When 25-year-old guard Quinn Cook was waived by the Atlanta Hawks without making an appearance in October last year, his sputtering NBA career looked like it had finally reached its conclusion.
He had already bounced in and out of Cleveland, Dallas and New Orleans, so it wasn’t like he hadn’t had a fair shake in the big leagues. However, just when things seemed done and dusted, the reigning champion Golden State Warriors came calling.
After he signed a two-way contract, Cook spent a good chunk of the season in the G-League playing for the Santa Cruz Warriors, Golden State’s affiliate team. During his 29 games in Santa Cruz, Cook was clearly far too good for the the NBA’s little brother league. He averaged 25.3 points on a scorching 52.7 percent shooting from the field and 43.9 percent from behind the 3-point arc. His 4.6 rebounds and 8.1 assists per night rounded out Cook’s impressive box-score-stuffing.
The former Duke Blue Devil’s patience and great form was finally rewarded, albeit in an unfortunate way for his team. When Stephen Curry strained his MCL – leaving him sidelined and the league without its best shooter – Quinn Cook was the next man up. To keep elite back-up point guard Shaun Livingston in his preferred role, he was slotted straight into Curry’s starting gig.
When speaking with Ryan Lindsay of The Athletic, Warriors head coach Steve Kerr was quick to heap praise on his new starter.
“He stays ready,” Kerr said. “When we call on him, he performs. When we don’t call on him, he supports his teammates — perfect guy to have in that role.”
When that call-up came, perform he did. Cook dropped 14.8 points and 4 assists per game in the Chef’s absence, all while maintaining the red-hot shooting stroke he showed in Santa Cruz. He hit 49.5 percent of his field goals and 45.2 percent of his triples, the latter ranking 13th in the league over the 18 game stretch.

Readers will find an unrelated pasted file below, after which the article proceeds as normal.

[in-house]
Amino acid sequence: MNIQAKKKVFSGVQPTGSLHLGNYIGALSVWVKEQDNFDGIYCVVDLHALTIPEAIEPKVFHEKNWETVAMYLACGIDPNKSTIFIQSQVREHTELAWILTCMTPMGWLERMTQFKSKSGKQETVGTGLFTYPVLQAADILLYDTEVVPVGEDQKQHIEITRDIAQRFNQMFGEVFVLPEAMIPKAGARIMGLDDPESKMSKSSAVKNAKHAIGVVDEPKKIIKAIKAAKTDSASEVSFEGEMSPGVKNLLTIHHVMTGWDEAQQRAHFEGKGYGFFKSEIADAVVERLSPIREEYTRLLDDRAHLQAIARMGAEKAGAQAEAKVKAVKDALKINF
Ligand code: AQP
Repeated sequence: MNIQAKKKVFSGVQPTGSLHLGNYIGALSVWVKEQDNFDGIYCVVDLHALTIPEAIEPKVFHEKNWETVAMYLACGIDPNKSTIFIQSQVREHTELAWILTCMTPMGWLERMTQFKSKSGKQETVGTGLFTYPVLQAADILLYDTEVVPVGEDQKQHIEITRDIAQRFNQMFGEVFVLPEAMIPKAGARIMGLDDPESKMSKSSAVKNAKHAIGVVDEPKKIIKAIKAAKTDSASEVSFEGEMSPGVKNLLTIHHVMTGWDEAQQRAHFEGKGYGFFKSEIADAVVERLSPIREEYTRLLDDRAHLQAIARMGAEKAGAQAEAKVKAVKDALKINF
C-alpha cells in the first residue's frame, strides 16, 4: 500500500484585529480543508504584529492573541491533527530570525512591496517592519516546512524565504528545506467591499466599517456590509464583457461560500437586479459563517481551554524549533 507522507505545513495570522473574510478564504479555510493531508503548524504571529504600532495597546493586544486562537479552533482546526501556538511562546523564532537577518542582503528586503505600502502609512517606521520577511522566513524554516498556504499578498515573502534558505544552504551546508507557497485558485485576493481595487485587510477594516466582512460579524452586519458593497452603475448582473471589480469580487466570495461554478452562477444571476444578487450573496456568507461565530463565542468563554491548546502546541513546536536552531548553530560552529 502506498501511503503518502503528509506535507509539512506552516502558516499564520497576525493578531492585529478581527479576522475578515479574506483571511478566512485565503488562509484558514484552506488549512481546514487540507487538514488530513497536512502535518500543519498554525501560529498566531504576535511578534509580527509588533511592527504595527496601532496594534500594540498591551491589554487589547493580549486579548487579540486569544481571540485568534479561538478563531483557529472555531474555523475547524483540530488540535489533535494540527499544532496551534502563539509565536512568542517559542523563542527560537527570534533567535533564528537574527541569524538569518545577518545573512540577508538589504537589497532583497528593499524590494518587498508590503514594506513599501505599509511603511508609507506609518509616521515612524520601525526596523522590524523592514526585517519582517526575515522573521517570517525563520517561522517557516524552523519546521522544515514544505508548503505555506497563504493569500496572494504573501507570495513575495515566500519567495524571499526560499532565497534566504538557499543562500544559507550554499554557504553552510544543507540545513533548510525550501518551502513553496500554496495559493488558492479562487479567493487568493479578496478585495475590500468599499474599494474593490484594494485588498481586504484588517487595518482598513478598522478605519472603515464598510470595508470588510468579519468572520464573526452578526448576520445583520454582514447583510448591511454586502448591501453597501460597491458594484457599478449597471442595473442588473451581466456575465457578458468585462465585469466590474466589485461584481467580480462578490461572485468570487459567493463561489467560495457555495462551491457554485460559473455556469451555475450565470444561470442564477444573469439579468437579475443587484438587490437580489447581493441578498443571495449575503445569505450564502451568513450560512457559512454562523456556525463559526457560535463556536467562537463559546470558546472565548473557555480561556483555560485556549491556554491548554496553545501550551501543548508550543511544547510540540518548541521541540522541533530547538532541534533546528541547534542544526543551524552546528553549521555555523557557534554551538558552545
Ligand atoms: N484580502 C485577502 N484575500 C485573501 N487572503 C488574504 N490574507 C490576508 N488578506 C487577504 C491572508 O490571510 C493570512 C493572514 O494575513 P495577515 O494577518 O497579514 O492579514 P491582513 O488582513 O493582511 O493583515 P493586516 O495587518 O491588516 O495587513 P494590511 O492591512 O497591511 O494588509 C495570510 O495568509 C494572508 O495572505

The 6-foot-2 guard was already a budding sniper from deep, but with players like Kevin Durant and Klay Thompson demanding extra attention, Cook was in shooter’s paradise. He was able to drift around the arc and find pockets of space to spot up in, with such talented players combined with Kerr’s elite offensive system, it was easy pickings for the former G-Leaguer.
It wasn’t just spacing the floor to provide lanes for Golden State’s stars to operate in, Quinn Cook was a devastatingly effective offensive player around the board. According to Synergy Sports Tech, he graded out in the 84th percentile or higher in spot up, pick-and-roll (ball handler) and coming off screens, he also was respectably placed in the 64th percentile when working in transition.
Despite being undersized and below the NBA average athletically, Cook also excels in coach Kerr’s defensive schemes. He held his opponents to just 38.7 percent shooting and 0.81 points per possession, insane numbers that rank him above elite guard defenders like Jimmy Butler, Ben Simmons and Marcus Smart.
After the two-time MVP Curry returned to the line-up for the Warriors championship winning playoff run, Quinn Cook’s role was diminished. He averaged just 10 minutes per game in the post-season, however the fact he featured in 17 of Golden State’s 21 games is a testament to how far he has come since his career hit a crossroads last October.
More meaningful affirmation of Cook’s future in the Warriors’ plans came in the summer of 2018, when Cook agreed to re-join the team who revived his career on a 2-year, league minimum deal.
While Curry and Livingston still sit ahead of him on the depth chart, his ability to stretch the floor and provide solid defense is an extremely valuable back-up plan. In fact, don’t be surprised if you see he and Livingston sharing minutes this season, Cook is just that effective he needs to be out there at times.
“I try to help this team be as successful as possible,” Cook told The Athletic, “whether it’s guarding Steph in practice or playing some big time minutes out there — whatever the team needs me to do, I’m willing to do it and that’s what I hang my hat on.”
If last year’s end-of-season-run was anything to go by, Quinn Cook might just be one the best reserve point guards the league has to offer in 2018-19, with a championship ring on his finger to boot. Not bad for a man who couldn’t even stick on an NBA roster under a year ago.